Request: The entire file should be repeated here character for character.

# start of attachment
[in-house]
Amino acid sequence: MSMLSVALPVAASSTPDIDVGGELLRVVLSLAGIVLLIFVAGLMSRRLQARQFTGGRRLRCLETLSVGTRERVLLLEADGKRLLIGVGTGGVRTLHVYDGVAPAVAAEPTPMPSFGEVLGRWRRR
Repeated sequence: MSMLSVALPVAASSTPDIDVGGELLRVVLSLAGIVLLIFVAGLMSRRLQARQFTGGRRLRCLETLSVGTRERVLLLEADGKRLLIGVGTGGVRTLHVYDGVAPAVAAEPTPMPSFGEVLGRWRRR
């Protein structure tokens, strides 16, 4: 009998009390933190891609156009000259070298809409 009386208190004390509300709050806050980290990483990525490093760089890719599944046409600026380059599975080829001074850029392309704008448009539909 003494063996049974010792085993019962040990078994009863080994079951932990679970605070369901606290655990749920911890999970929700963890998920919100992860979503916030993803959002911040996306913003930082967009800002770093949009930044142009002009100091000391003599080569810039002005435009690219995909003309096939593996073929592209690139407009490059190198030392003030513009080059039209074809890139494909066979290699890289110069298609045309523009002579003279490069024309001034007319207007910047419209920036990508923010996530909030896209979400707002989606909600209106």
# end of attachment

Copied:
[in-house]
Amino acid sequence: MSMLSVALPVAASSTPDIDVGGELLRVVLSLAGIVLLIFVAGLMSRRLQARQFTGGRRLRCLETLSVGTRERVLLLEADGKRLLIGVGTGGVRTLHVYDGVAPAVAAEPTPMPSFGEVLGRWRRR
Repeated sequence: MSMLSVALPVAASSTPDIDVGGELLRVVLSLAGIVLLIFVAGLMSRRLQARQFTGGRRLRCLETLSVGTRERVLLLEADGKRLLIGVGTGGVRTLHVYDGVAPAVAAEPTPMPSFGEVLGRWRRR
């Protein structure tokens, strides 16, 4: 009998009390933190891609156009000259070298809409 009386208190004390509300709050806050980290990483990525490093760089890719599944046409600026380059599975080829001074850029392309704008448009539909 003494063996049974010792085993019962040990078994009863080994079951932990679970605070369901606290655990749920911890999970929700963890998920919100992860979503916030993803959002911040996306913003930082967009800002770093949009930044142009002009100091000391003599080569810039002005435009690219995909003309096939593996073929592209690139407009490059190198030392003030513009080059039209074809890139494909066979290699890289110069298609045309523009002579003279490069024309001034007319207007910047419209920036990508923010996530909030896209979400707002989606909600209106």